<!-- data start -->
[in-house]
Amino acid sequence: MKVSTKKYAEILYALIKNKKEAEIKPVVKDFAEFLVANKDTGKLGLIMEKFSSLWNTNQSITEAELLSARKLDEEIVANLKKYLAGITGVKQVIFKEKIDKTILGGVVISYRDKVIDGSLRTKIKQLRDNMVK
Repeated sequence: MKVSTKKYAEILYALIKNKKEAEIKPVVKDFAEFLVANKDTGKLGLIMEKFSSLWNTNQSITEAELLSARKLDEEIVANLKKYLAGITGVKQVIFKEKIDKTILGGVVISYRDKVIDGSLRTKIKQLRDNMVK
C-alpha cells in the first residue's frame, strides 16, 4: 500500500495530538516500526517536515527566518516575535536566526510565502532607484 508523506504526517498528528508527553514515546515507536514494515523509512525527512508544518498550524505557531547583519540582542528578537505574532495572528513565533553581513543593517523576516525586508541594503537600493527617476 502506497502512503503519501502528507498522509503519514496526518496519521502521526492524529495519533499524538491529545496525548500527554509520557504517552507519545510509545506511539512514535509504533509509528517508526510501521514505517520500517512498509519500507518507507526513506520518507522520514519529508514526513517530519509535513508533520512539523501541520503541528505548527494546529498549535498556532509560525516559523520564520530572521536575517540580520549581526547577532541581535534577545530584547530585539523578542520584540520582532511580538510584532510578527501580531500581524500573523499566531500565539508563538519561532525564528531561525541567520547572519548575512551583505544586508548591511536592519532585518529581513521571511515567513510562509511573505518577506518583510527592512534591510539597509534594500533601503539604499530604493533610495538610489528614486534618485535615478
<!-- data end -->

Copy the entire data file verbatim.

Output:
[in-house]
Amino acid sequence: MKVSTKKYAEILYALIKNKKEAEIKPVVKDFAEFLVANKDTGKLGLIMEKFSSLWNTNQSITEAELLSARKLDEEIVANLKKYLAGITGVKQVIFKEKIDKTILGGVVISYRDKVIDGSLRTKIKQLRDNMVK
Repeated sequence: MKVSTKKYAEILYALIKNKKEAEIKPVVKDFAEFLVANKDTGKLGLIMEKFSSLWNTNQSITEAELLSARKLDEEIVANLKKYLAGITGVKQVIFKEKIDKTILGGVVISYRDKVIDGSLRTKIKQLRDNMVK
C-alpha cells in the first residue's frame, strides 16, 4: 500500500495530538516500526517536515527566518516575535536566526510565502532607484 508523506504526517498528528508527553514515546515507536514494515523509512525527512508544518498550524505557531547583519540582542528578537505574532495572528513565533553581513543593517523576516525586508541594503537600493527617476 502506497502512503503519501502528507498522509503519514496526518496519521502521526492524529495519533499524538491529545496525548500527554509520557504517552507519545510509545506511539512514535509504533509509528517508526510501521514505517520500517512498509519500507518507507526513506520518507522520514519529508514526513517530519509535513508533520512539523501541520503541528505548527494546529498549535498556532509560525516559523520564520530572521536575517540580520549581526547577532541581535534577545530584547530585539523578542520584540520582532511580538510584532510578527501580531500581524500573523499566531500565539508563538519561532525564528531561525541567520547572519548575512551583505544586508548591511536592519532585518529581513521571511515567513510562509511573505518577506518583510527592512534591510539597509534594500533601503539604499530604493533610495538610489528614486534618485535615478